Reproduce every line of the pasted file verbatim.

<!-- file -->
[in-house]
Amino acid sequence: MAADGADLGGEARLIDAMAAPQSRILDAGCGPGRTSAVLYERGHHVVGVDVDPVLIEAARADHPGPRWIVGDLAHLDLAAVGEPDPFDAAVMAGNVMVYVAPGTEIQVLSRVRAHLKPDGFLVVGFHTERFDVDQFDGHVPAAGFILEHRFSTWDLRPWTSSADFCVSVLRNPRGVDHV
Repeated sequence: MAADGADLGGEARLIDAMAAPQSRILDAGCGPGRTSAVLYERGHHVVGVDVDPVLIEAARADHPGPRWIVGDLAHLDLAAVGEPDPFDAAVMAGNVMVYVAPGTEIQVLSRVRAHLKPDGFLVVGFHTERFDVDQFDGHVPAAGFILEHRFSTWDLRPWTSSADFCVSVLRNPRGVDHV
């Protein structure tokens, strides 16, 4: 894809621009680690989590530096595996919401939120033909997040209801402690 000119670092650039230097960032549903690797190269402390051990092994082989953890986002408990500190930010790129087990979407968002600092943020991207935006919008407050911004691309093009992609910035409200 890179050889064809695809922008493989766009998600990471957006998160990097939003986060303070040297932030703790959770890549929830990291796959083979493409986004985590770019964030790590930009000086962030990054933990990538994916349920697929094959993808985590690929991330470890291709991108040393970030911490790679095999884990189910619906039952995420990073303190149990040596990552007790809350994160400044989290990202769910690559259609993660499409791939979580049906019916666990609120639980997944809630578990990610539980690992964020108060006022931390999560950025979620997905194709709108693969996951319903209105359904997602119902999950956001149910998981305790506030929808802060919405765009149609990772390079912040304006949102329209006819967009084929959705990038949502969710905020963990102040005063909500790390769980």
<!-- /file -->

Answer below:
[in-house]
Amino acid sequence: MAADGADLGGEARLIDAMAAPQSRILDAGCGPGRTSAVLYERGHHVVGVDVDPVLIEAARADHPGPRWIVGDLAHLDLAAVGEPDPFDAAVMAGNVMVYVAPGTEIQVLSRVRAHLKPDGFLVVGFHTERFDVDQFDGHVPAAGFILEHRFSTWDLRPWTSSADFCVSVLRNPRGVDHV
Repeated sequence: MAADGADLGGEARLIDAMAAPQSRILDAGCGPGRTSAVLYERGHHVVGVDVDPVLIEAARADHPGPRWIVGDLAHLDLAAVGEPDPFDAAVMAGNVMVYVAPGTEIQVLSRVRAHLKPDGFLVVGFHTERFDVDQFDGHVPAAGFILEHRFSTWDLRPWTSSADFCVSVLRNPRGVDHV
């Protein structure tokens, strides 16, 4: 894809621009680690989590530096595996919401939120033909997040209801402690 000119670092650039230097960032549903690797190269402390051990092994082989953890986002408990500190930010790129087990979407968002600092943020991207935006919008407050911004691309093009992609910035409200 890179050889064809695809922008493989766009998600990471957006998160990097939003986060303070040297932030703790959770890549929830990291796959083979493409986004985590770019964030790590930009000086962030990054933990990538994916349920697929094959993808985590690929991330470890291709991108040393970030911490790679095999884990189910619906039952995420990073303190149990040596990552007790809350994160400044989290990202769910690559259609993660499409791939979580049906019916666990609120639980997944809630578990990610539980690992964020108060006022931390999560950025979620997905194709709108693969996951319903209105359904997602119902999950956001149910998981305790506030929808802060919405765009149609990772390079912040304006949102329209006819967009084929959705990038949502969710905020963990102040005063909500790390769980």